By Deane Barker on September 19, 2004

Related to Joe’s post about Microsoft’s RSS bandwidth issues, I’m seeing a lot of talk about the blogosphere about an RFC from January 2002: RFC 3229, “Delta encoding in HTTP.”

The idea behind this RFC is to just send the deltas — the changes — between a current document and the cached version of the document. So when an aggregator checked a feed, if there was a new post, the response would just send the new post (presumeably an XML fragment) and information on where to insert it in the old version.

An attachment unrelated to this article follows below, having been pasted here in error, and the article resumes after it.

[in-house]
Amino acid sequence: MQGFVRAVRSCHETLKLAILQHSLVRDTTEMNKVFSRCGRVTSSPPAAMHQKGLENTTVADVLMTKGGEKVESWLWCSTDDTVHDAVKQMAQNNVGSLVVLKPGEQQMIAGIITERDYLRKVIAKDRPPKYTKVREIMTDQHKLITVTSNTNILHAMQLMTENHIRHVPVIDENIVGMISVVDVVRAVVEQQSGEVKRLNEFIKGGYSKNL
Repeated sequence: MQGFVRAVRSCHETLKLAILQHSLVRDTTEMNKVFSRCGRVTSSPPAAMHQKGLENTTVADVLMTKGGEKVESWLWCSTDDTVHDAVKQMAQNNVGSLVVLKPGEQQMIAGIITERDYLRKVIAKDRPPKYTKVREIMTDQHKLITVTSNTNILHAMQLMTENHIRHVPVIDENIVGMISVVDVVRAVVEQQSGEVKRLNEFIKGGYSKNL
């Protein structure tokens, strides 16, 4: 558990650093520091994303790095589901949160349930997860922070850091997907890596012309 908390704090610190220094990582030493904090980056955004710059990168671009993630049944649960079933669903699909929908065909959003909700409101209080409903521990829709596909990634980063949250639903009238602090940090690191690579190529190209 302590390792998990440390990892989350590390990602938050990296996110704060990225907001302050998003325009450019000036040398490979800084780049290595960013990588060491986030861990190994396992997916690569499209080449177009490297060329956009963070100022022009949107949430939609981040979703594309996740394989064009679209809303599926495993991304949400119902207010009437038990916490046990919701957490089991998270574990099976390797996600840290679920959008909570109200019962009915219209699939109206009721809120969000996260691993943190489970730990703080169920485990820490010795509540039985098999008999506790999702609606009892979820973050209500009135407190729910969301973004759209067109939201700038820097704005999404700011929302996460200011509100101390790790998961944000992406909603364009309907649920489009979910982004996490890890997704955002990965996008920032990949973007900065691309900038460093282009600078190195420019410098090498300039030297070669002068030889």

Would this work? Sam Ruby is pretty pessimistic about it. On the other hand, there’s a good post over at PubSub that claims it’s very possible.

The bottom line is that something probably has to give with RSS polling. Like what happened with Microsoft, when tens of thousands of people start subscribing to a feed and polling the crap out of it, the system starts using bandwidth like a forest fire burns trees.



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